When I tell people that I am a librarian a common response is “What a nice job – do you read books all day?”. Oh how I laugh! Having said that, working in Special Collections probably does give me more hands on access to physical books than most 21st century librarians, and occasionally I even glance through the texts (full blown reading, of course, is strictly for lunchtimes only). And sometimes, the most seemingly mundane items can contain something of interest, as in the case of this one issue of a reader’s digest type journal that happens to survive in our Bissett Collection. Ladies and gentlemen, I give you the July 1946 number of Black and White:
Who could fail to be charmed by such a glorious mix of articles, spanning a breadth of topics from the weighty “Will The Soviet Prove Unbeatable?” to the psychologically testing “Do You Fly Into Tempers?” and the obviously vexed question “Is the Art of Mimicry Dying?”. But – perhaps being jaded by too many meetings talking about web migration, discovery platforms and q codes – the one which most caught my fancy was “If you lived in 1909″ by Raymond Postgate (for the record – left wing author, creator of the Good Food guide and father of Oliver Postgate of Bagpuss fame). Written in 1946, its subheading reads “Thirty-seven years ago the world was as peaceful as a Sunday afternoon”. I made myself a metaphorical cup of tea, and read on.
Postgate remembers what an Edwardian day was like from getting up in the morning (no electric light to switch on), getting dressed (stiff collars for men and whalebone stays for women) to going out into the street – “First of all, so much less noise, and different noises. The ring of cycle bells, the jingle of harness instead of the honks and yowls and bangs and crashes of motor traffic”. He recalls the security, the exciting new discoveries such as wireless and flying, and the political and social reform.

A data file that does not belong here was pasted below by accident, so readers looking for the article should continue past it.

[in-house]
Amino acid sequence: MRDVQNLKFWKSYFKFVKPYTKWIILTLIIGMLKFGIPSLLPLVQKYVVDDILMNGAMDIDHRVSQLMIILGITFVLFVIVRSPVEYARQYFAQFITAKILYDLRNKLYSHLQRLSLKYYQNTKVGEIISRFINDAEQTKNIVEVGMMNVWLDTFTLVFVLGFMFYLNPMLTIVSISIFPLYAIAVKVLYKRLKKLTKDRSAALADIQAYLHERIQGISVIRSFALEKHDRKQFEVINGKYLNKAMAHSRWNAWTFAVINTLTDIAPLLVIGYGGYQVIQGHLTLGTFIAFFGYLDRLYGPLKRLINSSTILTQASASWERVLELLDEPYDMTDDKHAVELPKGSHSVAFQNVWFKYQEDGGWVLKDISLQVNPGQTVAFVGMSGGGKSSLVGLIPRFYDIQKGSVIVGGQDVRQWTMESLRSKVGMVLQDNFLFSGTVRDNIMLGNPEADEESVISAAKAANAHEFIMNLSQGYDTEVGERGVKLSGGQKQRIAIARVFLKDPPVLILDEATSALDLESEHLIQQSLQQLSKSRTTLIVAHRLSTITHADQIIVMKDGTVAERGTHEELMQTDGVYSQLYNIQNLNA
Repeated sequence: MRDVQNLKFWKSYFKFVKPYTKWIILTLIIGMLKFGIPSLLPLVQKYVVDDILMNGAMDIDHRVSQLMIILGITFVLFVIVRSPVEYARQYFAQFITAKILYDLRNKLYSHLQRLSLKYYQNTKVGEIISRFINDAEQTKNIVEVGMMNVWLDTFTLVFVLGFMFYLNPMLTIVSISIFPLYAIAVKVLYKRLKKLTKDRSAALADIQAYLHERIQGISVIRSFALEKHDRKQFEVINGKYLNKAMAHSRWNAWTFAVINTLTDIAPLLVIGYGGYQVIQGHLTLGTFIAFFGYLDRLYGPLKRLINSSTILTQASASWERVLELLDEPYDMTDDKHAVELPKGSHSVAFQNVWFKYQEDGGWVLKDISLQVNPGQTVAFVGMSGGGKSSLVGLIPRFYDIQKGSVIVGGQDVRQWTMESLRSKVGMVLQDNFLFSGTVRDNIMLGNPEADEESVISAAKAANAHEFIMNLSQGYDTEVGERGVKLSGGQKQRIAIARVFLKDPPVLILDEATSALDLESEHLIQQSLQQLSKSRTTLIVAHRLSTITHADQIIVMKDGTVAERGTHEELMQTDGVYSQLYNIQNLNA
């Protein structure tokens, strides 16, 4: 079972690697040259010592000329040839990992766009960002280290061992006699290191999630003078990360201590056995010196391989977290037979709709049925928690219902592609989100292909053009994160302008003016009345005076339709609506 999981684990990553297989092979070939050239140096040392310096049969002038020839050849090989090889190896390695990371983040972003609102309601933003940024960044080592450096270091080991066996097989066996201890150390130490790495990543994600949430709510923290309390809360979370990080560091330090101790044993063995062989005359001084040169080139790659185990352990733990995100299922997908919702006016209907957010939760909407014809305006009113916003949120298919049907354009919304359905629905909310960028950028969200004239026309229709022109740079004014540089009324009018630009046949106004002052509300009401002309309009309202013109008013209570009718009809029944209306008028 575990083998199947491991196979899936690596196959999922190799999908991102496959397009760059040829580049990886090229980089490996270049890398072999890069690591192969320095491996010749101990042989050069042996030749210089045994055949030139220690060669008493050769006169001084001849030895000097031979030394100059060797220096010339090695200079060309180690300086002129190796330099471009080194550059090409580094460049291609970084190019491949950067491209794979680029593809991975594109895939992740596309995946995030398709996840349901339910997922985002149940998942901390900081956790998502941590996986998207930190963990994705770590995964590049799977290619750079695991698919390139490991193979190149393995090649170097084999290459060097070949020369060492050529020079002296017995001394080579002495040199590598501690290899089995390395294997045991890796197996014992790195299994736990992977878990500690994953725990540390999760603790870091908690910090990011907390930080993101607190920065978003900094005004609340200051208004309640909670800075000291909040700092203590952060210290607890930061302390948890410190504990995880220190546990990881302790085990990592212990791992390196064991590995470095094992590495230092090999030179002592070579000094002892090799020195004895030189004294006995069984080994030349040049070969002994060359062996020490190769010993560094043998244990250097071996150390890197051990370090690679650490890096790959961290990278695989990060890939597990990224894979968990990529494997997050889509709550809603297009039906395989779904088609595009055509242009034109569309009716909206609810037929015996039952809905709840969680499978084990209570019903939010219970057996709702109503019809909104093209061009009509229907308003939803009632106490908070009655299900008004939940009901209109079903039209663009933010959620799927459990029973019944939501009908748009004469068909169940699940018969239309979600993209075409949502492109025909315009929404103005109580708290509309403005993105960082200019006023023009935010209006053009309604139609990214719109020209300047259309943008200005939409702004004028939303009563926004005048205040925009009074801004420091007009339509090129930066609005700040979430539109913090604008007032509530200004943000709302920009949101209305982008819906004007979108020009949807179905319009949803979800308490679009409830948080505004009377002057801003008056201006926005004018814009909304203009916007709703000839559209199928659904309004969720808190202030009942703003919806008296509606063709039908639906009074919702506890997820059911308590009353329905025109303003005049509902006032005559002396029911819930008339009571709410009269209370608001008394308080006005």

The positive is all nicely balanced by the negative aspects, however – the smell of the over dressed and under washed; dust, flies and dirt in the street from horse traffic; dirty and stale food (no refrigeration) leading to sickness and death; the insurmountable class divide, the poor living “piled in slummy streets, hideously overcrowded, without gardens, unhealthy, dirty and underpaid”.
The poignancy for us and Postgate is the hindsight of knowing that this will all change with the First World War in 1914: “It was going forward steadily to better things; and it was utterly unprepared for the appalling disaster which struck it full in the face … But they did not know, and you would not have known in 1909, what was coming. Then there was peace. I find, in the memoirs of the time, a curious recurrence of recollections of fine afternoons and evenings. The Edwardian age, like others, was no doubt an episode in the history of class struggles. But it was an episode, it seems to me, played out in the tranquil light of a setting sun.”
Anyway. Back to work. Where’s my computer?